Hand hygiene in Nepal

Background: Hand hygiene is one of the most effective preventive measures in the transmission of infection. Proper hand hygiene strategies in health care facilities can reduce nosocomial infections and antimicrobial resistance.

Objectives: This study aims to assess the baseline hand hygiene skills among health care workers and the impact of education and training on it. Design: Interventional cross-sectional single center study.

Method: It was conducted among 181 health care workers of Alka Hospital Pvt. Ltd. During both pre and post-test, participants were asked to perform hand hygiene with soap and water as per WHO guidelines. Pretest was conducted to assess baseline skills of health care workers regarding hand hygiene. An observer would score whether each of the steps were performed correctly, using a checklist. It was followed by intervention in the form of training, education and demonstration of hand hygiene. Post-test was conducted to assess the changes in skills after intervention. Results: There was an overall improvement in the hand washing skills post intervention indicated by an increase in median score, which was 8 for pre-intervention and 9 for post-intervention.

Doctors and nurses had better practice regarding hand hygiene in comparison to other participants. Those participants who had prior training on infection prevention and control, were found to have better hand hygiene skills post-intervention.

Conclusion: Training and educational interventions are the effective tools to improve hand hygiene skills of the health care workers. Performing such interventions at regular intervals can be helpful. Keywords: hand hygiene, health care workers, training and education.

Hand hygiene skills of the health care workers and the effect of training and educational intervention: A single center cross-sectional study

Bangladesh Critical Care Journal

Gentle Sunder Shrestha*1 , Manjit Shrestha2 , Roshan Sharma2 , Ramchandra KC3 , Bibeka Shrestha4 , Rojika Pradhan5 , Pankaj Joshi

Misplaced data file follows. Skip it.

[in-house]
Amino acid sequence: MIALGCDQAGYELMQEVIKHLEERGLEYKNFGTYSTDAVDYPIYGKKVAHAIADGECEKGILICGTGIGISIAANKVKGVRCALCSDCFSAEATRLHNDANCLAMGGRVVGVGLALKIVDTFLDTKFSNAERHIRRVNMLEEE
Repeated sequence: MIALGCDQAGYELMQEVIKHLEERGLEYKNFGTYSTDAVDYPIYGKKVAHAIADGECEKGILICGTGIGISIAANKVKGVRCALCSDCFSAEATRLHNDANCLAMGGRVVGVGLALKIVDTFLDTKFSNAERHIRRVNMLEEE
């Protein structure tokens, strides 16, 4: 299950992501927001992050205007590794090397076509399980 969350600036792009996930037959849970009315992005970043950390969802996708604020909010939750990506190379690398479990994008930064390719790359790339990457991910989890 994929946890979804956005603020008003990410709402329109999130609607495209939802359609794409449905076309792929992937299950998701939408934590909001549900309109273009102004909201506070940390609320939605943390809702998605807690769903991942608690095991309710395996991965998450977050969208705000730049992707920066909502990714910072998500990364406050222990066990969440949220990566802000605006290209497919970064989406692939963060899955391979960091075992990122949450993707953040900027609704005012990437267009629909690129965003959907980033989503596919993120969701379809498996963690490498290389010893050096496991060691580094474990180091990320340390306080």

DOI: https://doi.org/10.3329/bccj.v9i1.53050


Better zoonoses surveillance needed in Nepal

A team of scientists from Belgium, Nepal, New Zealand, Switzerland and the Netherlands report in a study titled ‘The Burden of Parasitic Zoonoses in Nepal: A Systematic Review’ that the country needs a better surveillance system to accurately estimate animal-borne parasitic disease or ‘parasitic zoonoses (PZs)’.

The recent study estimates the public health burden of PZs in Nepal at 24,000 healthy pork tapewormsyears lost annually.

Neurocysticercosis caused by pork tapeworms affect the nervous system, cystic echinococcosis traced through dog tapeworms and congenital toxoplasmosis in which mothers infected with the toxoplasma parasite give birth to infected children, are the three top PZs in Nepal, according to the study.

The study estimates that Nepal loses 14,268 healthy years annually due to neurocysticercosis, 9,255 years due to congenital toxoplasmosis, and 251 due to cystic echinococcosis. Numerous data sources were analysed in the study to examine the relevance and importance of such infections.

“Nepal is considered endemic for at least 10 PZs, and might be endemic for seven others. Most of these diseases probably only have a small public health impact. However, neurocysticercosis and congenital toxoplasmosis are likely to impose an important burden to public health,” said the report.